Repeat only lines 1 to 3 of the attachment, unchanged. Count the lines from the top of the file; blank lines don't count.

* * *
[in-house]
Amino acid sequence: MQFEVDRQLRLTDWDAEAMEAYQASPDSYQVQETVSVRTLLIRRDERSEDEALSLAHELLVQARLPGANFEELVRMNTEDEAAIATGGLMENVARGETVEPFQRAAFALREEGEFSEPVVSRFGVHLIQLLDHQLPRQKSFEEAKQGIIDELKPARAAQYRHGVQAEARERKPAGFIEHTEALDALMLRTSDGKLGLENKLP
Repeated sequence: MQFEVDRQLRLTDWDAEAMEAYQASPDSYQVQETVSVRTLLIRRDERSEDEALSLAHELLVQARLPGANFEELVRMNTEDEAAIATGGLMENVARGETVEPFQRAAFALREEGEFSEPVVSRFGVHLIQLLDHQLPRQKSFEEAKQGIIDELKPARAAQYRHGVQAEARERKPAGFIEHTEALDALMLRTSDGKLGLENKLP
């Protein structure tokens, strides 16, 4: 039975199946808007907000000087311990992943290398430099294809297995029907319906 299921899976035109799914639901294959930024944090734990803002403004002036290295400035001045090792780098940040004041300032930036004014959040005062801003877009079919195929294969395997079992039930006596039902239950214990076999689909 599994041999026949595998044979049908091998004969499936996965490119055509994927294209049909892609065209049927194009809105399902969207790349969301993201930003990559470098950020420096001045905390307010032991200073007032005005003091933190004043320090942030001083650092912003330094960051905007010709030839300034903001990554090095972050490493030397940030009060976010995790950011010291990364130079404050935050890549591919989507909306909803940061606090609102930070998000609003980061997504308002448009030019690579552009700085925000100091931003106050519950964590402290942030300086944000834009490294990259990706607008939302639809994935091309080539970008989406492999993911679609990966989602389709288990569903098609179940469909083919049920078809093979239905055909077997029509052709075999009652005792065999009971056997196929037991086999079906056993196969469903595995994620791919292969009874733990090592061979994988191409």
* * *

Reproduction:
[in-house]
Amino acid sequence: MQFEVDRQLRLTDWDAEAMEAYQASPDSYQVQETVSVRTLLIRRDERSEDEALSLAHELLVQARLPGANFEELVRMNTEDEAAIATGGLMENVARGETVEPFQRAAFALREEGEFSEPVVSRFGVHLIQLLDHQLPRQKSFEEAKQGIIDELKPARAAQYRHGVQAEARERKPAGFIEHTEALDALMLRTSDGKLGLENKLP
Repeated sequence: MQFEVDRQLRLTDWDAEAMEAYQASPDSYQVQETVSVRTLLIRRDERSEDEALSLAHELLVQARLPGANFEELVRMNTEDEAAIATGGLMENVARGETVEPFQRAAFALREEGEFSEPVVSRFGVHLIQLLDHQLPRQKSFEEAKQGIIDELKPARAAQYRHGVQAEARERKPAGFIEHTEALDALMLRTSDGKLGLENKLP